indicates that ``user_id``'s account can be managed by the user with ``manager_id``.
user_manages = Table(
    Column("managed_user_id", Integer, ForeignKey("users.id")),
    Column("manager_user_id", Integer, ForeignKey("users.id"))

class User(Model):
    __tablename__ = "users"

    id = Column(Integer, primary_key=True)
    username = Column(String, nullable=False)

    is_admin = Column(Boolean, nullable=False, default=False)

    manages = relationship("User",
        primaryjoin=(id == user_manages.c.manager_user_id),
        secondaryjoin=(id == user_manages.c.managed_user_id),

Now, we’ll write a policy over these models. Our policy contains the following rules:

  1. A user can read any public post.
  2. A user can read their own private posts.
  3. A user can read private posts for users they manage (defined through the user.manages relationship).
  4. A user can read all other users.
allow(_: User, "read", post: Post) if
    post.access_level = "public";

allow(user: User, "read", post: Post) if
    post.access_level = "private" and
    post.created_by = user;

allow(user: User, "read", post: Post) if
    post.access_level = "private" and
    post.created_by in user.manages;

allow(_: User, "read", _: User);

The SQLAlchemy integration is deny by default. The final rule for User is needed to allow access to user objects for any user.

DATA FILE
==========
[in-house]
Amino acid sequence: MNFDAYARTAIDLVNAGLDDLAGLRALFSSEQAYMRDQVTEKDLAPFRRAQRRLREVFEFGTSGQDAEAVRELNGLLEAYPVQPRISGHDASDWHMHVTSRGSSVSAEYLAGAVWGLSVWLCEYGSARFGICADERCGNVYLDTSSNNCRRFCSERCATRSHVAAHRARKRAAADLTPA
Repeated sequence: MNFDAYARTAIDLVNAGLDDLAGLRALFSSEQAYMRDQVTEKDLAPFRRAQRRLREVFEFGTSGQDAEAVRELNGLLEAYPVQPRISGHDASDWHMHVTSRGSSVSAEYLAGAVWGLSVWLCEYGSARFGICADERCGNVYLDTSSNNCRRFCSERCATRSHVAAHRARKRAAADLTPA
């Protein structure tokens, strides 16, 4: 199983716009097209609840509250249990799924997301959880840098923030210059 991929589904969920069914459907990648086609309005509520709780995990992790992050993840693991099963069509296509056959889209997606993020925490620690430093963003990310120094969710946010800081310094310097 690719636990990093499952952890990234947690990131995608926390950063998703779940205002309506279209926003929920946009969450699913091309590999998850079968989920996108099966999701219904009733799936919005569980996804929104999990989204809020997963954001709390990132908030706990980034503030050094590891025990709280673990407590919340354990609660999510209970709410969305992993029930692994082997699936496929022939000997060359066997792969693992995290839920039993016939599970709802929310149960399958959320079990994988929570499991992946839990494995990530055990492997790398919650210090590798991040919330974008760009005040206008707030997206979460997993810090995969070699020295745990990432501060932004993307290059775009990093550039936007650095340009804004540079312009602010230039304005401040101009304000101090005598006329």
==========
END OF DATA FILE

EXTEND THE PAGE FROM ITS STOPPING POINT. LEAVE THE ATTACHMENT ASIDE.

If a query is made for a model that does not have an explicit rule in the policy, no results will be returned.

These rules are written over single model objects.

Trying it out

Let’s test out the policy in a REPL.

First, import sqlalchemy, oso, and sqlalchemy_oso:

>>> from sqlalchemy import create_engine
>>> from sqlalchemy.orm import Session
>>> from oso import Oso
>>> from sqlalchemy_oso import authorized_sessionmaker, register_models
>>> from sqlalchemy_example.models import Model, User, Post

Then, setup oso and register our models.

>>> oso = Oso()
>>> register_models(oso, Model)
>>> oso.load_file("sqlalchemy_example/policy.polar")

Next, setup some test data…

>>> user = User(username='user')
>>> manager = User(username='manager', manages=[user])
>>> public_user_post = Post(contents='public_user_post',
...                         access_level='public',
...                         created_by=user)
>>> private_user_post = Post(contents='private_user_post',
...                          access_level='private',